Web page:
The G Fund was the best-performing fund in 2018, but its performance may flatten out or slow a bit in 2019, depending on Federal Reserve policy changes

Lyn Alden

January was a very strong month for the TSP, with all funds in the green. The C Fund went up just over 8%, the S Fund jumped over 11.6%, and the I Fund climbed 6.6%. The G Fund was up a fraction of a percent, and the F Fund pushed up 1%.

The G Fund was the best-performing fund in 2018, but its performance may flatten out or slow a bit in 2019, depending on Federal Reserve policy changes.


The G Fund provides an interest rate equal to the average interest rate of all Treasury bonds with more than 4 years of duration. In practice, this tends to correlate very well to 10-year Treasury interest rates.

The Federal Reserve had previously been planning to gradually raise short-term interest rates through 2019, which may have boosted the yields of longer-dated bonds including the G Fund rate. However, a flattening yield curve, high stock market volatility, low inflation, and softening foreign economic data seems to have led the Fed to slow down its rate hike plan.

On January 30th, the Federal Reserve chairman Jerome Powell gave a speech and said that the Federal Reserve would be more patient with regards to further interest rate hikes. Powell also said that the Fed would maintain a substantial portion of its balance sheet intact and would leave open the option of using its balance sheet as a tool for future monetary policy, meaning that they do not rule out future rounds of quantitative easing should they judge the economy to require it.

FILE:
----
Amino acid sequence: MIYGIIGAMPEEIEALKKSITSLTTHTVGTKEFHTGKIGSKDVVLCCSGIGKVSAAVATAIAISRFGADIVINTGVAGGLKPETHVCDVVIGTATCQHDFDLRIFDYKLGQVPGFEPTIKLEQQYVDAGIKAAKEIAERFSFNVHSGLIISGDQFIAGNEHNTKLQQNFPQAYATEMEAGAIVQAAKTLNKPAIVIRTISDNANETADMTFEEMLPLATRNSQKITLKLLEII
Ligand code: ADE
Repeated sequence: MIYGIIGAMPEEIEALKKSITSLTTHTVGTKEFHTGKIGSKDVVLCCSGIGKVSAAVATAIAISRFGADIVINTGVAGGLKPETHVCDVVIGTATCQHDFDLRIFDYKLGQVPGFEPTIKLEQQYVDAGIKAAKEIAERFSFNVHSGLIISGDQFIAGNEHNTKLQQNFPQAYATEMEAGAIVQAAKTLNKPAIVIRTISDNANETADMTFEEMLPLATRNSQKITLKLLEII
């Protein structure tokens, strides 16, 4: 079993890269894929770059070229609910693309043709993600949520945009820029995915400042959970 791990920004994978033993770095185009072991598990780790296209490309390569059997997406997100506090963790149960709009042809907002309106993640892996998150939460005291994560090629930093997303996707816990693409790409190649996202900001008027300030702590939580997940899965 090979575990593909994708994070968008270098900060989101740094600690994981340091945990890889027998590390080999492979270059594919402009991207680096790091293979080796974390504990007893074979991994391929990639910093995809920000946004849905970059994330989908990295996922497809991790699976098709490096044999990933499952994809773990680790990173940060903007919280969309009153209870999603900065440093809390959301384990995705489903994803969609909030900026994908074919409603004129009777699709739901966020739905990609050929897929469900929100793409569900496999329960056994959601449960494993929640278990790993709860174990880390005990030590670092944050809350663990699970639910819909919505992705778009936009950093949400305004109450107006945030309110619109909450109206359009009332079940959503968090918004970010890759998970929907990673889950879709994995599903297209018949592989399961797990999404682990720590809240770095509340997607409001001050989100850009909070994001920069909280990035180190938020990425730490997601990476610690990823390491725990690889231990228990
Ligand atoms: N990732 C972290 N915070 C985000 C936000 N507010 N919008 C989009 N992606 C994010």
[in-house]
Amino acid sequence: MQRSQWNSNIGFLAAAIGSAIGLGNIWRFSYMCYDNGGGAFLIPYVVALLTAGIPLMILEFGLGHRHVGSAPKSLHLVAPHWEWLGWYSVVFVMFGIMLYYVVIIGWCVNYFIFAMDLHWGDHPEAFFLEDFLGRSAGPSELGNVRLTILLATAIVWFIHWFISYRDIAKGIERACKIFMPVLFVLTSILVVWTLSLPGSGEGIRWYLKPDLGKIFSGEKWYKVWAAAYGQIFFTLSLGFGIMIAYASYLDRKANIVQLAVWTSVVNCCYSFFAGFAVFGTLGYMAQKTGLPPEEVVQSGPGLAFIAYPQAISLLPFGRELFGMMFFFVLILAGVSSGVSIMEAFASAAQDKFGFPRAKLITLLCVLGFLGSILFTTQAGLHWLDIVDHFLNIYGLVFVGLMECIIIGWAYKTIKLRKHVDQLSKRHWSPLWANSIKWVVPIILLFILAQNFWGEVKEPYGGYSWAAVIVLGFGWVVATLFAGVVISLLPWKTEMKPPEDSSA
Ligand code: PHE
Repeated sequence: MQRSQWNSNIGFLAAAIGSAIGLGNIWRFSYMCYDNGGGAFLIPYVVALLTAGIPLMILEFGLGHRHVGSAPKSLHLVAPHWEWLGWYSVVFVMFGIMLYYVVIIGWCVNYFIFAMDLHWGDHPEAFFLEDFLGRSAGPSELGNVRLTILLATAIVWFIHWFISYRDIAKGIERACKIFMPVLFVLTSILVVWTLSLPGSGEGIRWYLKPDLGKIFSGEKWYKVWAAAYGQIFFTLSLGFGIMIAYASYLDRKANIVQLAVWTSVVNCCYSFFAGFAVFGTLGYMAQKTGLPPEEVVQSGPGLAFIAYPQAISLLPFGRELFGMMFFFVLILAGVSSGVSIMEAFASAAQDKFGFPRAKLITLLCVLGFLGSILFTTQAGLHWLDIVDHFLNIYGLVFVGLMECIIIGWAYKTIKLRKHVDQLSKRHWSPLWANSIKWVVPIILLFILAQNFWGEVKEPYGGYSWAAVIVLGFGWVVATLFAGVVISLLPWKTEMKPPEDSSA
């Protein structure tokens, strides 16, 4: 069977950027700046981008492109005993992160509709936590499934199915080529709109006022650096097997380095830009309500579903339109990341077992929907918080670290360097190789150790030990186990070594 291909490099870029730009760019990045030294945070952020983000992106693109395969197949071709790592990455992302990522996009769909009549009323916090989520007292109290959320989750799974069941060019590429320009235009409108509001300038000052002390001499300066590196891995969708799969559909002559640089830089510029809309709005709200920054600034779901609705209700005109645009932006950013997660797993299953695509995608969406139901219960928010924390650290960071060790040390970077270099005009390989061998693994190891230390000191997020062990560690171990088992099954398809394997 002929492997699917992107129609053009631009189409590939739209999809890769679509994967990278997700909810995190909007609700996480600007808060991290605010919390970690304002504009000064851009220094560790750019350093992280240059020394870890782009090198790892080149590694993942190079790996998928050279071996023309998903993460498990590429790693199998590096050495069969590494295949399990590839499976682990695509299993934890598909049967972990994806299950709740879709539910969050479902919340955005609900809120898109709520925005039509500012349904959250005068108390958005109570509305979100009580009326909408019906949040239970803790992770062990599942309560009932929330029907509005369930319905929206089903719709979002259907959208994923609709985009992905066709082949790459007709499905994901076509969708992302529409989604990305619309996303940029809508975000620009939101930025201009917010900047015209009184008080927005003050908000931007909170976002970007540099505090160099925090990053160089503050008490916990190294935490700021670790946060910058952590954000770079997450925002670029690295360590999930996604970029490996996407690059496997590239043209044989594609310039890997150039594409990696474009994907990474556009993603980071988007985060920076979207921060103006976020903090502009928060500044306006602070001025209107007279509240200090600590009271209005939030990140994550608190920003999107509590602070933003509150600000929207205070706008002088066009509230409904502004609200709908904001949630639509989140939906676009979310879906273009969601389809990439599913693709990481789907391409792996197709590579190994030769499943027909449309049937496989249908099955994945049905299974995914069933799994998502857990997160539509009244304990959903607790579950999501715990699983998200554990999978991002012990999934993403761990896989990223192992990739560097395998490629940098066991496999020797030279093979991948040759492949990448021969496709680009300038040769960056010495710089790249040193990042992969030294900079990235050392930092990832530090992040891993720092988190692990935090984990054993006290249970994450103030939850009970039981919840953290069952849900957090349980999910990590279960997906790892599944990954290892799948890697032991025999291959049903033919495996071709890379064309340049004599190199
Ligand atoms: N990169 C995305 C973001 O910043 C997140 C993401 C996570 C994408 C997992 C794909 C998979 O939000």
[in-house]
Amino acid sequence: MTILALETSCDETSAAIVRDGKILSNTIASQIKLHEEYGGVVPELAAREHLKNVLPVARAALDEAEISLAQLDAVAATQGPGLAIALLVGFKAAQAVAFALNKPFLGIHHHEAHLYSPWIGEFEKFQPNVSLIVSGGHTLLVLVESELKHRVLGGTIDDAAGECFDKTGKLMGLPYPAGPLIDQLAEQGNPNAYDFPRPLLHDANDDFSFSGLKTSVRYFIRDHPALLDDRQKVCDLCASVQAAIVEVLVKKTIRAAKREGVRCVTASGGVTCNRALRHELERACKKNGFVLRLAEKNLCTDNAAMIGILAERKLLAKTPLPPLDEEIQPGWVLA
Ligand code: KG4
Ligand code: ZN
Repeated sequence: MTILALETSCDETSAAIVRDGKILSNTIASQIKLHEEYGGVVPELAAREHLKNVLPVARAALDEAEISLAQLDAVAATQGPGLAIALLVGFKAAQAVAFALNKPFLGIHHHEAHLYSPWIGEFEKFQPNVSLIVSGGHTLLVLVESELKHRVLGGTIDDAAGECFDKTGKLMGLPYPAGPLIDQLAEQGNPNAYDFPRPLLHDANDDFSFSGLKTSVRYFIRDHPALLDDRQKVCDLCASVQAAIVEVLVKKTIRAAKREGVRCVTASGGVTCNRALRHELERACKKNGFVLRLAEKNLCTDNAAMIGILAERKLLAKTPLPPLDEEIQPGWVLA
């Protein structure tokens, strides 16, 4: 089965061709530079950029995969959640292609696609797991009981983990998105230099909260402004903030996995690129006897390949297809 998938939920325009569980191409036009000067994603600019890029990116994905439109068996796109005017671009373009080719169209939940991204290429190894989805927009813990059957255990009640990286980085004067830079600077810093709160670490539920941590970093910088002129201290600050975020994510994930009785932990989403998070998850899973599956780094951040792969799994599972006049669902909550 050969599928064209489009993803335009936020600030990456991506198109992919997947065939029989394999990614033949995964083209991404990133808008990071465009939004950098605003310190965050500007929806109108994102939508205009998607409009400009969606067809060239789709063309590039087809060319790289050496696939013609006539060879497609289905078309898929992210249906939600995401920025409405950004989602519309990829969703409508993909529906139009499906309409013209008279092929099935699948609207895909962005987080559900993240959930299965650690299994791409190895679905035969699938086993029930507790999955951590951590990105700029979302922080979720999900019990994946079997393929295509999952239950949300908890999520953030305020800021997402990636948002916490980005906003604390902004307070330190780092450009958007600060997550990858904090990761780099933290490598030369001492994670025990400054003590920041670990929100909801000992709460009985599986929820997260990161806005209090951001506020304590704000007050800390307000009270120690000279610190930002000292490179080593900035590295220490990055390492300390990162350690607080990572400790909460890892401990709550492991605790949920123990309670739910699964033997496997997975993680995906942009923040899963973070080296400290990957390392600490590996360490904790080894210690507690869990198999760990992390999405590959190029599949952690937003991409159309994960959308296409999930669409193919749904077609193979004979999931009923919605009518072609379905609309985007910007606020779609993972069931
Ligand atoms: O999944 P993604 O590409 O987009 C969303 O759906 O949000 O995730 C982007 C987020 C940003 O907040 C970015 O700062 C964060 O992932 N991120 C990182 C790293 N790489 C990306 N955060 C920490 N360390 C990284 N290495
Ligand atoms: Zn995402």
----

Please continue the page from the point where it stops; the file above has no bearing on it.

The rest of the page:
As of December, the bond market was already projecting flat-to-down short-term interest rates for 2019 and 2020, which was below the moderately higher rates that the Federal Open Market Committee (FOMC) of the Federal Reserve had been projecting.

Image Source: JP Morgan Guide to the Markets

G Fund returns have unfortunately been dwindling for TSP investors since its inception in 1987, and the Federal Reserve’s recent decision to be patient with rate hikes implies that this state of affairs is likely to continue for quite a while.

In the chart below, the blue line represents 10-year Treasury yields (roughly the same interest yield that the G Fund provides over time) and the red line represents the inflation rate.

Chart Source: St. Louis Federal Reserve, BLS

As you can see, gap between the blue line and red line that represents the real inflation-adjusted returns of 10-year Treasury bonds and the G Fund has been shrinking since the 1980’s. In the late 1980’s, G Fund investors received 3-4% annual inflation-adjusted interest. In the 1990’s, this had dwindled to about 2.5-3% on average. Today it’s frequently close to zero.

I combined these lines in the chart below to be clearer. In this chart, the blue line represents the real inflation-adjusted interest rates for 10-year Treasury bonds (and roughly the G Fund) over time:


Chart Source: St. Louis Federal Reserve, BLS

The G Fund still serves as a useful form of protection from volatility but is not offering investors much in the way of real returns over the past decade. Over the past couple months, the Federal Reserve has indicated that they don’t plan to raise rates much unless inflation mandates it, meaning the real inflation-adjusted returns of the G Fund are likely to remain low for the time being.

Lyn Alden is a financial writer and an engineer, and holds a bachelor’s in engineering and a master’s in engineering management, with a focus on financial modeling and resource management. She specializes in analyzing and presenting financial data. Her investment work can be found on LynAlden.com.